DOT will shut down I-90 express lanes tomorrow
May 3, 2009
By Warren Kagarise
NEW — 6 a.m. May 3, 2009
Transportation officials advised commuters to pack their patience during a busy construction season that will include two shutdowns on the Interstate 90 floating bridge.
Express lanes on the bridge close tomorrow – and the shutdown will bring headaches for Eastside commuters, transportation officials said.
The lanes will be closed through May 23 while crews install a pair of new joints weighing 40 tons each. Existing joints began to crack and deteriorate soon after bridge opened in 1989.
Although workers have conducted patchwork repairs for years, state Department of Transportation officials said the joints must be replaced before they weaken and break. The project will be funded with $8.3 million in federal bridge funds, which are supported by gas tax revenue.
Another shutdown is set for July, when the state closes the westbound I-90 bridge to replace another set of aging joints.
Russ East, assistant regional administrator for the DOT, encouraged commuters to consider alternatives, such as joining a vanpool or biking to work. A bike and pedestrian lane on the westbound span will remain open during the July shutdown.
“Pack your patience,” he said. “This is going to be a tough time in July.”
Vehicles will be limited to two express lanes during the July 5-28 closure. Crews will replace those existing cracked expansion joints with a new pair weighing 65 tons each.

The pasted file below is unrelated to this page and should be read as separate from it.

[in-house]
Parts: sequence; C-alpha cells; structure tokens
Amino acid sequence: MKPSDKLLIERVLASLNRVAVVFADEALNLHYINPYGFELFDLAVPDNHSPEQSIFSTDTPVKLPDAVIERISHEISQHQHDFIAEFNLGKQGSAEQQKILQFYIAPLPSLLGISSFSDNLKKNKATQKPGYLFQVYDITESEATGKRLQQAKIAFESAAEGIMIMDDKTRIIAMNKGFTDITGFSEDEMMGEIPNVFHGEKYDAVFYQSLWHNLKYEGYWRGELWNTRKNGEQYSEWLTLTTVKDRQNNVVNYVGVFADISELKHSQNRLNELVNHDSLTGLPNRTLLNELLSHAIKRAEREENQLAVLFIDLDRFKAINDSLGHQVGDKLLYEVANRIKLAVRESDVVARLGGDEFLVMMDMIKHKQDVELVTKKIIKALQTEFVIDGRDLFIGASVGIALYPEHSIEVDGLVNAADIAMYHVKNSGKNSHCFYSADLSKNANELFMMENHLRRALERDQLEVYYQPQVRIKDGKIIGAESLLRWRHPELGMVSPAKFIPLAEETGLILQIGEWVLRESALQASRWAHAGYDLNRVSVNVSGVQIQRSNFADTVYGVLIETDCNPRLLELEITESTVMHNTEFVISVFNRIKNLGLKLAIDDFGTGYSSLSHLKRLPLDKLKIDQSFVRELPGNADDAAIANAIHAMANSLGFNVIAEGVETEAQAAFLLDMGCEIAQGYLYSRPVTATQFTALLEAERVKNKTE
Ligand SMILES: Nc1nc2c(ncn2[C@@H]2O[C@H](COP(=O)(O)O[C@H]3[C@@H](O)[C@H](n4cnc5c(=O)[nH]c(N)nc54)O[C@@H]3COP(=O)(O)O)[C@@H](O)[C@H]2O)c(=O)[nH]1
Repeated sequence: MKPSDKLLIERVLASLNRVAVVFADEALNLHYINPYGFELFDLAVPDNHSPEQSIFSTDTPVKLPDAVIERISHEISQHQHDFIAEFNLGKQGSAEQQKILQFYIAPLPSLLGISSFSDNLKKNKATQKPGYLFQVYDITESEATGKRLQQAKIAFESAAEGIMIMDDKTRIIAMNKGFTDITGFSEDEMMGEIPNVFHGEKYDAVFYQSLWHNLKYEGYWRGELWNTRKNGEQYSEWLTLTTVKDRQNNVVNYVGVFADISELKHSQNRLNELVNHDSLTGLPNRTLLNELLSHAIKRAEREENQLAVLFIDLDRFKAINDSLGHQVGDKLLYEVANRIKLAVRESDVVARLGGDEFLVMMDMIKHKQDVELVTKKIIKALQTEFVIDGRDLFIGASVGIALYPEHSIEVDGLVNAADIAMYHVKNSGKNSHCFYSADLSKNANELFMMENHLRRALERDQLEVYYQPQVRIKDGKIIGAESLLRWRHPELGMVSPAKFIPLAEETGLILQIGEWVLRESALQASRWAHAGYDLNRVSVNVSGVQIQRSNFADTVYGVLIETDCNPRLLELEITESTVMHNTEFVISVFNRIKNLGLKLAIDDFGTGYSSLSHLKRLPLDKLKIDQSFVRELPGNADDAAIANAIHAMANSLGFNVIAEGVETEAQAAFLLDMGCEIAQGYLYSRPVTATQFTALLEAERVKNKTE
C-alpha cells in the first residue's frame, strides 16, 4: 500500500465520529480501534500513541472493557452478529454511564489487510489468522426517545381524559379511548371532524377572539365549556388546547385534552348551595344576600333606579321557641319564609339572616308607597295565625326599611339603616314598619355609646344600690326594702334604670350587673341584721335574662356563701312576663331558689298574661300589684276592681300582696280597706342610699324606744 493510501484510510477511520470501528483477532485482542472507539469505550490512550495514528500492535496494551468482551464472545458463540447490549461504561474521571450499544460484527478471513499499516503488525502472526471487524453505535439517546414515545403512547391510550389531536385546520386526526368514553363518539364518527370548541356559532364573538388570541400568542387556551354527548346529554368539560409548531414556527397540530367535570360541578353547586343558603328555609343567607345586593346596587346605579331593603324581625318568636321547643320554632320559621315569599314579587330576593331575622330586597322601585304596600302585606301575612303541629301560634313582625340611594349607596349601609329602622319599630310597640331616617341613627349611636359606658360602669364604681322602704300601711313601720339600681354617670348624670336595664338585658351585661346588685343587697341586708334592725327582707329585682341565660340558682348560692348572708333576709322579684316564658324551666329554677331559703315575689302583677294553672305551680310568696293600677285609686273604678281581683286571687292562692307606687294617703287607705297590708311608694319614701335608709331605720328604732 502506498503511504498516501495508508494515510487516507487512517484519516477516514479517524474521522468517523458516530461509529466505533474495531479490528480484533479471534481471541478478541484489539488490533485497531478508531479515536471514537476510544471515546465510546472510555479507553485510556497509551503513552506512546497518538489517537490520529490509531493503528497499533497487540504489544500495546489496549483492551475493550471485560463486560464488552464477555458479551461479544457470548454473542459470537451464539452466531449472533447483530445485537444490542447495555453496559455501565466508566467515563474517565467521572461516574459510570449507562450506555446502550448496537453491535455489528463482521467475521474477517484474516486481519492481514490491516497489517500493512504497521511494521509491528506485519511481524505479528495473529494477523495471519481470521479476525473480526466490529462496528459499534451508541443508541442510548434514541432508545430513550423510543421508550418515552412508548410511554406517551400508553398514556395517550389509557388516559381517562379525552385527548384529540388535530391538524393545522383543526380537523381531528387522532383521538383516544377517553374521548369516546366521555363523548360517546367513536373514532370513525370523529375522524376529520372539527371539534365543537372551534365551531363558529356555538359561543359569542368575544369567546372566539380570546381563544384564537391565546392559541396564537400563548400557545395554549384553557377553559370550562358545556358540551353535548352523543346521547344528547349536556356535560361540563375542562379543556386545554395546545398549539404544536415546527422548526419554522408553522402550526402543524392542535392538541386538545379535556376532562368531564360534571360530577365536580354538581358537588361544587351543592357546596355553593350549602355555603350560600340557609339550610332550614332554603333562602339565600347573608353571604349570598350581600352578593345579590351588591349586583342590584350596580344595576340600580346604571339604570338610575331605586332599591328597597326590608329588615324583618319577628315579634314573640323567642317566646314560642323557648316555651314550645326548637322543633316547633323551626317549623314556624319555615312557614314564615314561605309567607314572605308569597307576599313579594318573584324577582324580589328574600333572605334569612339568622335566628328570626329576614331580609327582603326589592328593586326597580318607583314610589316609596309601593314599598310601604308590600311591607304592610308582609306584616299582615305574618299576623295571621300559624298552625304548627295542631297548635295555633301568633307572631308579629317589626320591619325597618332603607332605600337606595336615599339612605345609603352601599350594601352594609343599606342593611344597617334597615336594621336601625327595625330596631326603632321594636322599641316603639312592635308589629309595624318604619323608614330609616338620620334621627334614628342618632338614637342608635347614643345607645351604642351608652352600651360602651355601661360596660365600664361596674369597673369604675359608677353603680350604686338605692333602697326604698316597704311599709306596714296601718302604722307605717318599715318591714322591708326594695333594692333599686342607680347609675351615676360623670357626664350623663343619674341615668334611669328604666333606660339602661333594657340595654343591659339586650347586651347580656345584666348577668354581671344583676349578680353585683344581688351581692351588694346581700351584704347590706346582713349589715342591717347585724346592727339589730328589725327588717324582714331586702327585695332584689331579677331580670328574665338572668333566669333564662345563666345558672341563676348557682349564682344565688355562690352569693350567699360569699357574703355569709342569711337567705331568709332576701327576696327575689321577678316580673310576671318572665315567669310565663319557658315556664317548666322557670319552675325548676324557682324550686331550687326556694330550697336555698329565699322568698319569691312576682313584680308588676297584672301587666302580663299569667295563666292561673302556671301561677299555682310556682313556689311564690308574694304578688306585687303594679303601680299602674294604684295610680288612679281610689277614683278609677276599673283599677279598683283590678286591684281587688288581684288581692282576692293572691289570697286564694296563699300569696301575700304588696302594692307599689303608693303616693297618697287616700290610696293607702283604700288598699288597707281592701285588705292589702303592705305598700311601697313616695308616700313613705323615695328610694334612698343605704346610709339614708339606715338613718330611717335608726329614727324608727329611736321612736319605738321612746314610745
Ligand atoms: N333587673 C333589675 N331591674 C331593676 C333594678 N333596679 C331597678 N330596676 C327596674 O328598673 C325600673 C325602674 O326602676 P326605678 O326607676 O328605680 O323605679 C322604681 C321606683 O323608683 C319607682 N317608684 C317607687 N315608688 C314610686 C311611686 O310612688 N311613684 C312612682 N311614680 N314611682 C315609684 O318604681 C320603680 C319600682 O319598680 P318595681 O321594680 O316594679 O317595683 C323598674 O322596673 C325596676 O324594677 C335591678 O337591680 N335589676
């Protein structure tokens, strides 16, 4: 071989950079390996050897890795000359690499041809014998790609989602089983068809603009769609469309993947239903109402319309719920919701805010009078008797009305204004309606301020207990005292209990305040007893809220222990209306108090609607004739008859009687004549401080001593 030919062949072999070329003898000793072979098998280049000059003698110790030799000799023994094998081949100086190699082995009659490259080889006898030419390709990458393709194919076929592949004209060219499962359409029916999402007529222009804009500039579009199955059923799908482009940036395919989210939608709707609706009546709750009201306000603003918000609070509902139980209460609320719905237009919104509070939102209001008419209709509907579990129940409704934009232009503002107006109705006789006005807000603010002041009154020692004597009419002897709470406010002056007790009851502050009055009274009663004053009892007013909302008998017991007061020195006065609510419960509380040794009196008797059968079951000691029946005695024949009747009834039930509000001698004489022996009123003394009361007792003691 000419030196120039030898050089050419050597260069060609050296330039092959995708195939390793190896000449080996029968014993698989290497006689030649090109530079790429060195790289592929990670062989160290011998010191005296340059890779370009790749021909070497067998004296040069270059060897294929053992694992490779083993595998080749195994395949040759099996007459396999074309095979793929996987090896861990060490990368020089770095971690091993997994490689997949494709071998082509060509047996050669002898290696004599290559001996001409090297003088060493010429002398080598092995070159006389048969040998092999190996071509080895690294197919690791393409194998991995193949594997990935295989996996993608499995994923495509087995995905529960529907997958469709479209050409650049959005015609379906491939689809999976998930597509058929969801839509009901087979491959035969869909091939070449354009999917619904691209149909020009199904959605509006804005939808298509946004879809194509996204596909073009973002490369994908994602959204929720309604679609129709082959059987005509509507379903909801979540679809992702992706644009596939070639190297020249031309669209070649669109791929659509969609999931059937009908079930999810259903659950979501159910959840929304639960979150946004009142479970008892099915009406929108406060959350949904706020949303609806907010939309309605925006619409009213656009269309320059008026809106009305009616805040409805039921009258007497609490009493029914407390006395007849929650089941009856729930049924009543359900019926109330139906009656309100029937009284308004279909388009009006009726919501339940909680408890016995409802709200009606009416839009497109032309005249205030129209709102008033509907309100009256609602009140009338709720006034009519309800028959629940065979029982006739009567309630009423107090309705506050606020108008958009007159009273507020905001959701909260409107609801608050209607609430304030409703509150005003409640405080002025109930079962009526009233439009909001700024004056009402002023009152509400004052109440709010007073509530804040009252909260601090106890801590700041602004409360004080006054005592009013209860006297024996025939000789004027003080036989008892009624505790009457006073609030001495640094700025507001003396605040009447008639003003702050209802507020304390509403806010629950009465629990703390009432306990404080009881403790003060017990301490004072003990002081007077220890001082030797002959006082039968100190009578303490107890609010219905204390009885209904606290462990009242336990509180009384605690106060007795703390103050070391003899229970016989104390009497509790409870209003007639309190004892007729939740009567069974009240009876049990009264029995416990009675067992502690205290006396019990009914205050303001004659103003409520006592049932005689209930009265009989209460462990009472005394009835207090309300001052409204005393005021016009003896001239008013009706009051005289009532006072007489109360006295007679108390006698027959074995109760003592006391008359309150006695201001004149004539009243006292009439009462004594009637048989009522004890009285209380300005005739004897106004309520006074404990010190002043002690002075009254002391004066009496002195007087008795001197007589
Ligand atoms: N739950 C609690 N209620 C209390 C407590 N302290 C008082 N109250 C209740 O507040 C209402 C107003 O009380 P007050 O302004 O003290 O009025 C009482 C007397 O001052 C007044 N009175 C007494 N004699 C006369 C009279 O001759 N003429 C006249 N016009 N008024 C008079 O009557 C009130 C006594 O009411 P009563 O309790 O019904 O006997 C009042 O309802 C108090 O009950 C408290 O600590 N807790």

East said the May shutdown would cause less noticeable traffic snarls for westbound commuters.
“It’s like when the Mariners were winning and you were trying to get into town for the evening,” he said.
East said congestion would worsen when the state shuts down the westbound span in July. Commuters can expect delays up to 40 minutes long on stretches of I-90 east of Mercer Island, according to DOT estimates.
East said bridge traffic could back up as far east as Interstate 405.
“There’s no question that traffic is going to be bad,” he said.
He discussed the project and its impact on Issaquah commuters at a Committee-of-the-Whole Council meeting April 28.
Councilman Fred Butler asked if King County Metro or Sound Transit buses would be an alternative for commuters. East said the agencies would not allocate additional buses to the routes during the shutdowns.
“Buses will be impacted just like everybody else,” he said.
Butler said he hoped DOT officials would apply lessons from the May shutdown to the July closure. East said the agency had the luxury of a month between the shutdowns to study possible traffic remedies.
An estimated 71,000 vehicles cross the bridge every day. An additional 6,200 vehicles use the eastbound express lanes each afternoon.
“There’s no silver bullet solution,” East said. “It is going to be congested.”